Leadership Style: Marathon or 5K run?

Sunday, at 8 am in 38 degree weather with a 10 mph wind, I ran the Battleship Half Marathon in Wilmington, NC. I achieved my personal record at 2 hours 9 minutes and 26 seconds. I knocked off 4 minutes from my previous best in my first half marathon last November. I had a plan…a strategy…tactics even! I stuck to my plan and I achieved my goal to beat 2 hours and 10 minutes.

As I was running it struck me that planning, training and completing a marathon has a lot of similarities to leading an organization.

My Running Plan


Here are my thoughts on planning a long distance run, which I believe apply to running an organization as well.

  • Recognize that this is a long distance race: If you are in it for the long haul, then you had better not waste all your energy in the first few miles or you will have little resources left when you need to overcome unforeseen tough patches along the way and as you head down the final stretch.
  • Have milestones for critical stages of the plan: I identified how fast I was going to run at different stages of the race. I knew my planned speed and how far I should be at at various points. Chunking the overall race into manageable pieces made it seem easier to accomplish and provided me regular positive motivation.
  • Use a feedback system: I used a Garmin wrist monitor to give me feedback along the way: my current pace, my pace for that mile segment, my time for that mile segment and my overall time. In real time I readily knew what adjustments I needed to make to achieve my plan for each segment and hence achieve my overall goal.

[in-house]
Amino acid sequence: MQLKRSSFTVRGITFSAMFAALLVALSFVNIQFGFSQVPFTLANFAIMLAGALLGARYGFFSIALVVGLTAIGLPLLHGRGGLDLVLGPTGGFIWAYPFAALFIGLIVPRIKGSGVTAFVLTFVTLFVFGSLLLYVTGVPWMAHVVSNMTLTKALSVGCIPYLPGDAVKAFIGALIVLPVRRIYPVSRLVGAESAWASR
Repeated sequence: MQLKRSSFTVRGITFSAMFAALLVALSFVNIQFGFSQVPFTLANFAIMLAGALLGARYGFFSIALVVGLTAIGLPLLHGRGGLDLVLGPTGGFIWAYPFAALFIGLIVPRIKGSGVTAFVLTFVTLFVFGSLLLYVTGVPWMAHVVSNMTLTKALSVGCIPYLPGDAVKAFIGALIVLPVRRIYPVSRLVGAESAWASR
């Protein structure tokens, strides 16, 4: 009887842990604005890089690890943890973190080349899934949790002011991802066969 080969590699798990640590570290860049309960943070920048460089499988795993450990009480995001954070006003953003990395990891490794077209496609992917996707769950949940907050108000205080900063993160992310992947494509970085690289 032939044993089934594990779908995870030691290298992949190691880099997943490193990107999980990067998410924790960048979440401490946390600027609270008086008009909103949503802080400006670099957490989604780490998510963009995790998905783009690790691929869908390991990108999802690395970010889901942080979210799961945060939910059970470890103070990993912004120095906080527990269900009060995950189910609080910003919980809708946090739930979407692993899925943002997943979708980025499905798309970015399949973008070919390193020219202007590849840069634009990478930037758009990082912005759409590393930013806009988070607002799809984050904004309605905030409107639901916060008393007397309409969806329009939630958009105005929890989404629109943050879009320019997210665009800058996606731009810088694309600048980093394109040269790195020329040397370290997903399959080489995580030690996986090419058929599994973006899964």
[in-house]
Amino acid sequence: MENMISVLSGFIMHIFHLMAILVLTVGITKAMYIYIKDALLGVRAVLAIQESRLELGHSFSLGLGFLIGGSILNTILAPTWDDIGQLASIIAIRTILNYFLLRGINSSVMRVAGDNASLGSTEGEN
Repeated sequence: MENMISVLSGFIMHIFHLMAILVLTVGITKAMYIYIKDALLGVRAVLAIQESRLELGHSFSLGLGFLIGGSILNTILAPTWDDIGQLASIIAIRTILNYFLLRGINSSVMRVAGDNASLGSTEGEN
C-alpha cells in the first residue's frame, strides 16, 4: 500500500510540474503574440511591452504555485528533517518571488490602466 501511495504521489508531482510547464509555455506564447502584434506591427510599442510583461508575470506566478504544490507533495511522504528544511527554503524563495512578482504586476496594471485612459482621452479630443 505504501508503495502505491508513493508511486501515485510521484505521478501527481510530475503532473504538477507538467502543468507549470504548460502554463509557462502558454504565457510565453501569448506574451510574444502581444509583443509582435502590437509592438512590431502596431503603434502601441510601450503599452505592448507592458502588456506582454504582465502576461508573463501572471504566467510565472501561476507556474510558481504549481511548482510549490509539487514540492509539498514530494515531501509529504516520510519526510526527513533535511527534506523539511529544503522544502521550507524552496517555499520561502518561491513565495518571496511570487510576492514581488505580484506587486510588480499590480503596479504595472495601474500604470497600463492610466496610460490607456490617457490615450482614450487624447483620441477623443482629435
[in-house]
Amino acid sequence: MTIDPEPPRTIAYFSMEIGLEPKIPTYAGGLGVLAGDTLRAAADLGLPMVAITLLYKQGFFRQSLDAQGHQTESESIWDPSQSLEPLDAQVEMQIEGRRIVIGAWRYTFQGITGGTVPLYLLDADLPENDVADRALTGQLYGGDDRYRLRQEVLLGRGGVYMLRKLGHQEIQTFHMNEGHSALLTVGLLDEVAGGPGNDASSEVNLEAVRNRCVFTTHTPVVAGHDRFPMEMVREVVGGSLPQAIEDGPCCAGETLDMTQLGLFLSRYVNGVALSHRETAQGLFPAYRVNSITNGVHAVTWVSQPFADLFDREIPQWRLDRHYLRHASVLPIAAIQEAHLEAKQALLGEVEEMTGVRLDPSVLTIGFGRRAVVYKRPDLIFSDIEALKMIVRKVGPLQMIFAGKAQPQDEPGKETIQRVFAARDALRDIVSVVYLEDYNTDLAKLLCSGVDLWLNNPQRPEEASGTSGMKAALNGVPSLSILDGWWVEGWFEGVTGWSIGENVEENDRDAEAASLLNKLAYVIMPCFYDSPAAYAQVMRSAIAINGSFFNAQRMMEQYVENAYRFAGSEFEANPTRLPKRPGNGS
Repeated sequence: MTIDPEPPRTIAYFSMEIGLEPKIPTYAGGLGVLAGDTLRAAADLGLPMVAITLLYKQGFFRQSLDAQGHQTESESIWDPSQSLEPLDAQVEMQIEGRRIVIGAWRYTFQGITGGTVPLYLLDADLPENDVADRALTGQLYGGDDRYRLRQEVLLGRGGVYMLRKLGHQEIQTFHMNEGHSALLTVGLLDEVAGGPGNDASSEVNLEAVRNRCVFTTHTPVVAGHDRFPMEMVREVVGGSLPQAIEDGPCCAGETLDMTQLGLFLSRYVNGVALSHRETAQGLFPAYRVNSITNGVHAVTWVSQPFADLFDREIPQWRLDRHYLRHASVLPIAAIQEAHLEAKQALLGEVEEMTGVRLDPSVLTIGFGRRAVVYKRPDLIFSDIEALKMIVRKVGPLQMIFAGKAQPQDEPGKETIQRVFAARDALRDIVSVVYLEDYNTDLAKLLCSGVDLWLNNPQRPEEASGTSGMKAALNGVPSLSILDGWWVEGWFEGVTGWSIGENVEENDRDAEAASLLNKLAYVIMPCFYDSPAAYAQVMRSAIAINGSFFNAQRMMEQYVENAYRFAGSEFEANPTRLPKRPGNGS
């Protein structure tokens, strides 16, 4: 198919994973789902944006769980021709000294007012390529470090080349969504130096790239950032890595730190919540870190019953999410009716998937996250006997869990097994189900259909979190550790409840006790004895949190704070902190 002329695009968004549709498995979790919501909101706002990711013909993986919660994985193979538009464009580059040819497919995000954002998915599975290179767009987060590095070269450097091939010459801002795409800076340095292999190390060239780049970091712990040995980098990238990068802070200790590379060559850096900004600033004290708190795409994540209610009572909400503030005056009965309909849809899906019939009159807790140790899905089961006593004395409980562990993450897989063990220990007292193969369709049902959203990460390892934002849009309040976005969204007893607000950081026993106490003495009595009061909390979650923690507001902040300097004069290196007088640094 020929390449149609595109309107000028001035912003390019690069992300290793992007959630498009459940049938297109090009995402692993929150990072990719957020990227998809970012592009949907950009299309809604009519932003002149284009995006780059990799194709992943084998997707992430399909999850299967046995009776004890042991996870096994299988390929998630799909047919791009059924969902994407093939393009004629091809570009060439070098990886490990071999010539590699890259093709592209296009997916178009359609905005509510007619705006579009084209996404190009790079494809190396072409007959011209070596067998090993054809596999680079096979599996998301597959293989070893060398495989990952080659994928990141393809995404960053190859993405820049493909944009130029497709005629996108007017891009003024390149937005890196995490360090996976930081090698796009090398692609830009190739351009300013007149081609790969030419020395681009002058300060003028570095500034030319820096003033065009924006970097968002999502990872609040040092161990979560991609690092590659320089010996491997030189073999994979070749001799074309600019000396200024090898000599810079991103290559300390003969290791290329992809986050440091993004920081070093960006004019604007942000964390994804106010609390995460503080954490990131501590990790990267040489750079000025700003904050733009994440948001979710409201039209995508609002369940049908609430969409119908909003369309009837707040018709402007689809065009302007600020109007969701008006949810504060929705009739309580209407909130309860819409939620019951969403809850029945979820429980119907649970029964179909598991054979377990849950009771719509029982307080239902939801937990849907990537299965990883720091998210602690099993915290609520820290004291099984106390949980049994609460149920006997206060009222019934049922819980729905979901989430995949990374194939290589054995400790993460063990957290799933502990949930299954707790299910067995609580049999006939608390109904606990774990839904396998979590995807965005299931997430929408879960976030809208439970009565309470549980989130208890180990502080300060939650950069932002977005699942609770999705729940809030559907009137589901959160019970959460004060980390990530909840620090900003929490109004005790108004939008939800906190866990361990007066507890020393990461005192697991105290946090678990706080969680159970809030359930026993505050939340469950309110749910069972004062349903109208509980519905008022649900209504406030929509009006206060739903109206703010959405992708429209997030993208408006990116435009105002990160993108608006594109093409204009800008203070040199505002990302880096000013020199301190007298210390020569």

• Plan your tactics: My plan was to run at an easy pace going up hills and then pick up speed going down to achieve my target pace for that mile segment and conserve my energy.
  • Anticipate obstacles: Knowing that the last couple of miles were mostly uphill, with mile 12 being the highest point on the course, I ran a little faster on easier parts of the course to allow for a potentially slower pace on the uphill parts.
  • Refresh and motivate: I continued to fuel my body and mind with water and energy snacks. At some point in the course, running is just as much mental as physical. Your mind starts questioning why you are doing this, whether you can really make it, and even “Why bother? Just give it up now.”
  • Target your competition: I identified other runners along the way who I decided I would either keep pace with, or pull ahead of. It helped to have this focus on a short term visible target.

      As a leader, are you using 5 K tactics when you are really in a marathon?

      Some leaders treat every project as a 5 K race and keep their organizations running at full speed. Worse yet are leaders who don’t have a clear strategy, action plans and milestones. It’s just “Go take that hill!” again…and again…and again. It is inefficient, many times ineffective and definitely unsustainable. It leads to burn out, mistakes and employee churn.

      Taking a long distance strategic view of your business allows you to consciously decide when it is best to “run hard” to overcome obstacles or achieve short term critical goals. A clear and shared view of the “end game” will help avoid too many 5K runs and make it easier to sustain focused efforts in the short term that will result in long term wins….and arrive there with the energy to move onto the next one.

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